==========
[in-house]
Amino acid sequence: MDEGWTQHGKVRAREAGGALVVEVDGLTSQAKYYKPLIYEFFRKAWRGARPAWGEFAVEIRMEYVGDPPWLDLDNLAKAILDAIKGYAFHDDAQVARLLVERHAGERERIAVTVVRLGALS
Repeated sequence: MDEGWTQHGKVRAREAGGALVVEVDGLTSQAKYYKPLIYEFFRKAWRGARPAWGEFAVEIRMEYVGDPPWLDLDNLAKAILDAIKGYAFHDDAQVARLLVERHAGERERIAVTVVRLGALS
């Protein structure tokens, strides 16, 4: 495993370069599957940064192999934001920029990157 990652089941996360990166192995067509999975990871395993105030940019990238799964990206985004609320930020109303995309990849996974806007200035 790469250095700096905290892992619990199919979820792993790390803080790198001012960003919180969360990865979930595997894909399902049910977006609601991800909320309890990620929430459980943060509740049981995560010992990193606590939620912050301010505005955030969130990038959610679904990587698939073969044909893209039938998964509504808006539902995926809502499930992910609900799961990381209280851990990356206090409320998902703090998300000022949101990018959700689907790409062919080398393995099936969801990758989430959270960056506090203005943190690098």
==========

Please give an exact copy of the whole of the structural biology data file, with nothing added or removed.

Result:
[in-house]
Amino acid sequence: MDEGWTQHGKVRAREAGGALVVEVDGLTSQAKYYKPLIYEFFRKAWRGARPAWGEFAVEIRMEYVGDPPWLDLDNLAKAILDAIKGYAFHDDAQVARLLVERHAGERERIAVTVVRLGALS
Repeated sequence: MDEGWTQHGKVRAREAGGALVVEVDGLTSQAKYYKPLIYEFFRKAWRGARPAWGEFAVEIRMEYVGDPPWLDLDNLAKAILDAIKGYAFHDDAQVARLLVERHAGERERIAVTVVRLGALS
């Protein structure tokens, strides 16, 4: 495993370069599957940064192999934001920029990157 990652089941996360990166192995067509999975990871395993105030940019990238799964990206985004609320930020109303995309990849996974806007200035 790469250095700096905290892992619990199919979820792993790390803080790198001012960003919180969360990865979930595997894909399902049910977006609601991800909320309890990620929430459980943060509740049981995560010992990193606590939620912050301010505005955030969130990038959610679904990587698939073969044909893209039938998964509504808006539902995926809502499930992910609900799961990381209280851990990356206090409320998902703090998300000022949101990018959700689907790409062919080398393995099936969801990758989430959270960056506090203005943190690098």